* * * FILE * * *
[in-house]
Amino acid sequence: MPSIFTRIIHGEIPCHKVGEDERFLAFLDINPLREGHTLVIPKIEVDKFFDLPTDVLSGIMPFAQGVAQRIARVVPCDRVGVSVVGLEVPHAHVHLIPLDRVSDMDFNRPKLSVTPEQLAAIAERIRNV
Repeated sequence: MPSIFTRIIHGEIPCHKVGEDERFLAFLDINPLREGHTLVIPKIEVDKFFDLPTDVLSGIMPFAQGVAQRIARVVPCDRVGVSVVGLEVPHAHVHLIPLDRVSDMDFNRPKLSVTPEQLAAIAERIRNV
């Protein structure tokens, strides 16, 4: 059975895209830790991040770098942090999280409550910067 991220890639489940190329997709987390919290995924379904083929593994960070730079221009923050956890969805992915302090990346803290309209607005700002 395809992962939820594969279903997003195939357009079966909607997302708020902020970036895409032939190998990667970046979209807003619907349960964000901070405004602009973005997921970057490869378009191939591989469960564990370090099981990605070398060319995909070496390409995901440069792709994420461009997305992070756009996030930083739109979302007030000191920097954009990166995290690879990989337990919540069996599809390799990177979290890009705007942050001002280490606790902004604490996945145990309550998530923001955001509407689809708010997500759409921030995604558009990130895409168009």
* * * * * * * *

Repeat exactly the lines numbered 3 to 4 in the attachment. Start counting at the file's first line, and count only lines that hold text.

Repeated sequence: MPSIFTRIIHGEIPCHKVGEDERFLAFLDINPLREGHTLVIPKIEVDKFFDLPTDVLSGIMPFAQGVAQRIARVVPCDRVGVSVVGLEVPHAHVHLIPLDRVSDMDFNRPKLSVTPEQLAAIAERIRNV
């Protein structure tokens, strides 16, 4: 059975895209830790991040770098942090999280409550910067 991220890639489940190329997709987390919290995924379904083929593994960070730079221009923050956890969805992915302090990346803290309209607005700002 395809992962939820594969279903997003195939357009079966909607997302708020902020970036895409032939190998990667970046979209807003619907349960964000901070405004602009973005997921970057490869378009191939591989469960564990370090099981990605070398060319995909070496390409995901440069792709994420461009997305992070756009996030930083739109979302007030000191920097954009990166995290690879990989337990919540069996599809390799990177979290890009705007942050001002280490606790902004604490996945145990309550998530923001955001509407689809708010997500759409921030995604558009990130895409168009």